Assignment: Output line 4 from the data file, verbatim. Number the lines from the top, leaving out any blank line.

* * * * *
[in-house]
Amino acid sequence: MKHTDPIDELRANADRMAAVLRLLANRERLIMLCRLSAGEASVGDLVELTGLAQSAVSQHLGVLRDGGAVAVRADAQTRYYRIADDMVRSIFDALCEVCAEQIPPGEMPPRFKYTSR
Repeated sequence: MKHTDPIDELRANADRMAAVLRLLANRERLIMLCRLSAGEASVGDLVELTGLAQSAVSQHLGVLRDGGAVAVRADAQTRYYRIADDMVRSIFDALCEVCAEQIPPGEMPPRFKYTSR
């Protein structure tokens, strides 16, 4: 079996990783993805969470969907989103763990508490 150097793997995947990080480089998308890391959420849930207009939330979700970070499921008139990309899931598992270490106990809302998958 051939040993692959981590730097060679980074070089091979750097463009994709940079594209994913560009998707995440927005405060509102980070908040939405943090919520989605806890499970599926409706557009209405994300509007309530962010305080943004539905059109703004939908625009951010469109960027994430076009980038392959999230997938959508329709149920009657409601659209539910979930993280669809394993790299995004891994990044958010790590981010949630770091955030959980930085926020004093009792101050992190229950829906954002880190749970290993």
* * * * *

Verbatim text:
């Protein structure tokens, strides 16, 4: 079996990783993805969470969907989103763990508490 150097793997995947990080480089998308890391959420849930207009939330979700970070499921008139990309899931598992270490106990809302998958 051939040993692959981590730097060679980074070089091979750097463009994709940079594209994913560009998707995440927005405060509102980070908040939405943090919520989605806890499970599926409706557009209405994300509007309530962010305080943004539905059109703004939908625009951010469109960027994430076009980038392959999230997938959508329709149920009657409601659209539910979930993280669809394993790299995004891994990044958010790590981010949630770091955030959980930085926020004093009792101050992190229950829906954002880190749970290993």